Shares of Zoom Video Communications Inc. fell more than 8% in extended trading today after the company offered guidance that came in below expectations and trimmed its full-year earnings and revenue forecast.
The company reported second quarter earnings before certain costs such as stock compensation of $1.05 per share on revenue of $1.1 billion, up 8% from the same period one year earlier. The results were mixed, with Wall Street analysts modeling earnings of just 94 cents per share on slightly higher sales of $1.12 billion.
For its bottom line, Zoom reported a net income of $45.7 million, far less than the $316.9 million profit it generated a year earlier. Zoom explained the lower profit was the result of its increased spending on marketing and sales.
Zoom founder and Chief Executive Eric Yuan (pictured) said the company once again made solid traction among enterprises in the quarter just gone. “Businesses are drawn to the Zoom platform because of our innovation and modern architecture. Our recently launched Zoom Contact Center and Zoom IQ for Sales products saw some great early wins, while Zoom Phone delivered milestone results with a record number of licenses sold.”
Zoom notably missed Wall Street’s targets on revenue, however. The company’s chief financial officer Kelly Steckelberg cited factors such as the strong U.S. dollar, performance in its “online business” and sales that were weighted towards the end of the quarter.
Investors are keenly tracking the performance of Zoom’s online business, which refers to casual Zoom users. Zoom’s problem is that individuals and smaller businesses are no longer using the service as much as they were during the height of the pandemic, when it was helping people work from home and socialize over the web. With the rise of hybrid work schedules and people now able to go outside as they wish, Zoom is no longer such an essential service.
On a call with analysts, Steckelberg said the company has “implemented initiatives” that focus on driving new online subscriptions, and that these have shown some promise. However, they were “not enough to overcome the macro dynamics in the quarter,” she admitted. “The big challenge is new customer additions.”
Zoom’s main initiative so far has been its decision to limit meetings hosted by Basic (free) users to just 40 minutes. Implemented last month, the move is designed to encourage users to upgrade to a paid Pro subscription, which costs $14.99 per month or $149.90 annually in the U.S. Steckelberg insisted that the change has had a “significantly positive impact” on the business thus far.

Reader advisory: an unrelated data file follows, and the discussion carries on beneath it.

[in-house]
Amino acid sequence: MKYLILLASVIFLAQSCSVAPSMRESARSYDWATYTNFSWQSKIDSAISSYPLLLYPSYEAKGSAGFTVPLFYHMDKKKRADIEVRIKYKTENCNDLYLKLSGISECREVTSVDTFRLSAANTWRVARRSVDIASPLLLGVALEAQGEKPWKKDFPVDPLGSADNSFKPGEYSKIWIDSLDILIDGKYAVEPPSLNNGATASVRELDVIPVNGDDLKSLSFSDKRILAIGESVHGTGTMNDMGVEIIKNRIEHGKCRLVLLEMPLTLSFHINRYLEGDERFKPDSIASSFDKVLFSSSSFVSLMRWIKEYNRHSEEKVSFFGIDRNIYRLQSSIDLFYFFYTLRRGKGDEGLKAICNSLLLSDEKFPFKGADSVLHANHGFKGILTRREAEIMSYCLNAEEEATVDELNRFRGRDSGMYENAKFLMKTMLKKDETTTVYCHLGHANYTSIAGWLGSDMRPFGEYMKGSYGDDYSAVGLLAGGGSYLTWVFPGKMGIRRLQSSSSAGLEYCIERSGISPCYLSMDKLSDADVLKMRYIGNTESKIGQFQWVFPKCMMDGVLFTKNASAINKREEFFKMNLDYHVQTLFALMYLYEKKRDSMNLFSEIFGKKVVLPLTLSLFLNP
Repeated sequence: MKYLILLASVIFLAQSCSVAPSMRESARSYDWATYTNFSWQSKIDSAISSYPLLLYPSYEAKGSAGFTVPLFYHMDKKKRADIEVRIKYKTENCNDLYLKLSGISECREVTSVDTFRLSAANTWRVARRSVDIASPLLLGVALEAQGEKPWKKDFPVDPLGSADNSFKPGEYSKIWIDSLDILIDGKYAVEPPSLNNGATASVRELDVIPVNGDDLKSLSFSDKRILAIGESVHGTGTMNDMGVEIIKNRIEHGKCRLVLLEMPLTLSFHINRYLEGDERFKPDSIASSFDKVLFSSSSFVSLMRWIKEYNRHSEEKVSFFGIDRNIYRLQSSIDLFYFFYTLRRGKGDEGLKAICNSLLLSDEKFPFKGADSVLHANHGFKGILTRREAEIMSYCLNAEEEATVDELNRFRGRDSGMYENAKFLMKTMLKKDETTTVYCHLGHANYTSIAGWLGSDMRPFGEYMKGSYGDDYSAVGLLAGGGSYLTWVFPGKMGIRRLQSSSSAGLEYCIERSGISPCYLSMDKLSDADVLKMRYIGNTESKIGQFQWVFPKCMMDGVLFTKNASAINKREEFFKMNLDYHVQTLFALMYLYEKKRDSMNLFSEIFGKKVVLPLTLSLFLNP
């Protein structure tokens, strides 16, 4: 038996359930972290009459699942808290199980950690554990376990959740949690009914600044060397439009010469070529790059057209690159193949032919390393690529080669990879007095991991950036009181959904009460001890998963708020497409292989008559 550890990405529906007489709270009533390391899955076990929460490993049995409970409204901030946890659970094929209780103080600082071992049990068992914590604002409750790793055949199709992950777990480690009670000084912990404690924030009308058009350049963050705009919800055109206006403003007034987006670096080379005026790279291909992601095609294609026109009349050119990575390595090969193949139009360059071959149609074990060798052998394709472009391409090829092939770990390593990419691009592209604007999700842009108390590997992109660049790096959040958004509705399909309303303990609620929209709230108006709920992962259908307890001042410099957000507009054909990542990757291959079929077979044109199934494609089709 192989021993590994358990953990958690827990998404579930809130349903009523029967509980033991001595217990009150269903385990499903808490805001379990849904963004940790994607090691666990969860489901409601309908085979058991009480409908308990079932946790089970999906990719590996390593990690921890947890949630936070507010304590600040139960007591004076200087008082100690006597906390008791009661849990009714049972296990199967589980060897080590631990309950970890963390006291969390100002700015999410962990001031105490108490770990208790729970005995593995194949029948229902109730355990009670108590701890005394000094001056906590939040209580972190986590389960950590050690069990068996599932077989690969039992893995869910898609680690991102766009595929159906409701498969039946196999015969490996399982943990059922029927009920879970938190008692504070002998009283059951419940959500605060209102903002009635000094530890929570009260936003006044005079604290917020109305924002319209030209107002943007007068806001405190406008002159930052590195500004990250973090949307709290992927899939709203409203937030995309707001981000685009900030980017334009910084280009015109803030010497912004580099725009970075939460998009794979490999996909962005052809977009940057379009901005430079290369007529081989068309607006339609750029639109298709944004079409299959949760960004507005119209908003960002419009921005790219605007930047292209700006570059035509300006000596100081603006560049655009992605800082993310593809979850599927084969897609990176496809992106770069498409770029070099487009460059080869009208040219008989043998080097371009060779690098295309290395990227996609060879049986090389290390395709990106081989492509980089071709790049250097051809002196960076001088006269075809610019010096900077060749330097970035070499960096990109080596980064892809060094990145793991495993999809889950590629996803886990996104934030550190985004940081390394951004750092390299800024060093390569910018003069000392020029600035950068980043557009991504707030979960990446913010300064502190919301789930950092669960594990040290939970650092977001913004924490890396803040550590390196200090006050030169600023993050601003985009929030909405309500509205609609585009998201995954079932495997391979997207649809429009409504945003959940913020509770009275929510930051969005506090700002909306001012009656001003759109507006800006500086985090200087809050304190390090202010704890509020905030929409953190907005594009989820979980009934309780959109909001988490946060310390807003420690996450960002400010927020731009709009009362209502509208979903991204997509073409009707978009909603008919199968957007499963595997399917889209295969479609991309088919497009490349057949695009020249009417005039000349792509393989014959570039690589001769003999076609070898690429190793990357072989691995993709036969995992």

The enterprise side of Zoom’s business is doing much better, at least. Zoom said it ended the quarter with 204,100 enterprise customers, up from 198,900 three months earlier. Those customers now account for 54% of Zoom’s total revenue.
Unfortunately for Zoom it seems that the enterprise side of the business isn’t growing enough to offset the headwinds it is facing elsewhere. For the third quarter, Zoom said it’s looking at earnings of 82 cents to 83 cents per share on sales of $1.095 billion to $1.1 billion. That’s quite a bit lower than Wall Street’s forecast of 91 cents per share on $1.15 billion sales.
With third quarter sales likely to be much lower, Zoom had to lower its fiscal 2023 guidance too. It now calls for earnings of $3.66 to $3.69 per share on revenue of $4.385 billion to $4.395 billion. Three months earlier, Zoom executives said they were looking for earnings of $3.70 to $3.77 per share on revenue of $4.53 billion to $4.55 billion.
Wall Street is still modeling earnings of $3.76 per share on sales of $4.54 billion.
“As the majority of our revenue has shifted back to the enterprise and we have moved beyond the pandemic buying patterns, we are returning to more normalized enterprise sales cycles with linearity weighted towards the backend of the quarter,” Steckelberg told analysts on the call.. “This contributed to higher than expected deferred revenue in Q2, and as we believe this customer behavior will persist, we have factored it into our outlook.”
Steckelberg added that Zoom has altered its spending expectations in light of the lower forecast, and that it will prioritize areas with a high return on investment, such as research and development and sales.
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